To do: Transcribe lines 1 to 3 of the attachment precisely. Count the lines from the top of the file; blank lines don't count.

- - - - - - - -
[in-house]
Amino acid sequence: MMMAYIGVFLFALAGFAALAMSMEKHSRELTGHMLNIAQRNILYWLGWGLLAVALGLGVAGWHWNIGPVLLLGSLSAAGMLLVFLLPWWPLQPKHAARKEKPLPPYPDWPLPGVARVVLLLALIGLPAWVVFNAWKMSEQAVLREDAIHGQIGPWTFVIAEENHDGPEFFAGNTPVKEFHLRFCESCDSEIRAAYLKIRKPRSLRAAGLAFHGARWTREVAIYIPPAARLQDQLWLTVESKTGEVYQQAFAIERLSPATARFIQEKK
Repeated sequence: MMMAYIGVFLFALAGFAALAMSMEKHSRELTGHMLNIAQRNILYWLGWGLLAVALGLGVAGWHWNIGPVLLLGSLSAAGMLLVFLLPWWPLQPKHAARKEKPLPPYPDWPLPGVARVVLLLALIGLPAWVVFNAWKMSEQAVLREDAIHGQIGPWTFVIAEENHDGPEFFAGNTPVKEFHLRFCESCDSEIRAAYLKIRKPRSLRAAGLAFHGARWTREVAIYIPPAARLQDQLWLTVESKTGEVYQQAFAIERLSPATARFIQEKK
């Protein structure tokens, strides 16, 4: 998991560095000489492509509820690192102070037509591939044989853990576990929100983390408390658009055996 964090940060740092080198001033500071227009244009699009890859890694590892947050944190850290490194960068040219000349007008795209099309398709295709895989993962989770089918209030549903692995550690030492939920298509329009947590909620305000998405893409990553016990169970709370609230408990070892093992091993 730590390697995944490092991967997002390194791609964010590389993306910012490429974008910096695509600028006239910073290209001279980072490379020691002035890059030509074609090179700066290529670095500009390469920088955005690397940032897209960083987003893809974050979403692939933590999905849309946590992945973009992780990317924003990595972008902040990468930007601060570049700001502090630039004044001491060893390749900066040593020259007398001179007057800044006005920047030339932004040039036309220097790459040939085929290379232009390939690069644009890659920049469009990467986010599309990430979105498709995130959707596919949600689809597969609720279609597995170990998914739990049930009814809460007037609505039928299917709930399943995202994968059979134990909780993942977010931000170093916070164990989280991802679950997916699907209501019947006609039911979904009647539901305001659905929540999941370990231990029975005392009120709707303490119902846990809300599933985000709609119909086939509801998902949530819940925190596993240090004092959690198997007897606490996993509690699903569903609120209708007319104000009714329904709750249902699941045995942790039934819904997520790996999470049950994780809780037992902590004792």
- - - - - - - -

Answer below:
[in-house]
Amino acid sequence: MMMAYIGVFLFALAGFAALAMSMEKHSRELTGHMLNIAQRNILYWLGWGLLAVALGLGVAGWHWNIGPVLLLGSLSAAGMLLVFLLPWWPLQPKHAARKEKPLPPYPDWPLPGVARVVLLLALIGLPAWVVFNAWKMSEQAVLREDAIHGQIGPWTFVIAEENHDGPEFFAGNTPVKEFHLRFCESCDSEIRAAYLKIRKPRSLRAAGLAFHGARWTREVAIYIPPAARLQDQLWLTVESKTGEVYQQAFAIERLSPATARFIQEKK
Repeated sequence: MMMAYIGVFLFALAGFAALAMSMEKHSRELTGHMLNIAQRNILYWLGWGLLAVALGLGVAGWHWNIGPVLLLGSLSAAGMLLVFLLPWWPLQPKHAARKEKPLPPYPDWPLPGVARVVLLLALIGLPAWVVFNAWKMSEQAVLREDAIHGQIGPWTFVIAEENHDGPEFFAGNTPVKEFHLRFCESCDSEIRAAYLKIRKPRSLRAAGLAFHGARWTREVAIYIPPAARLQDQLWLTVESKTGEVYQQAFAIERLSPATARFIQEKK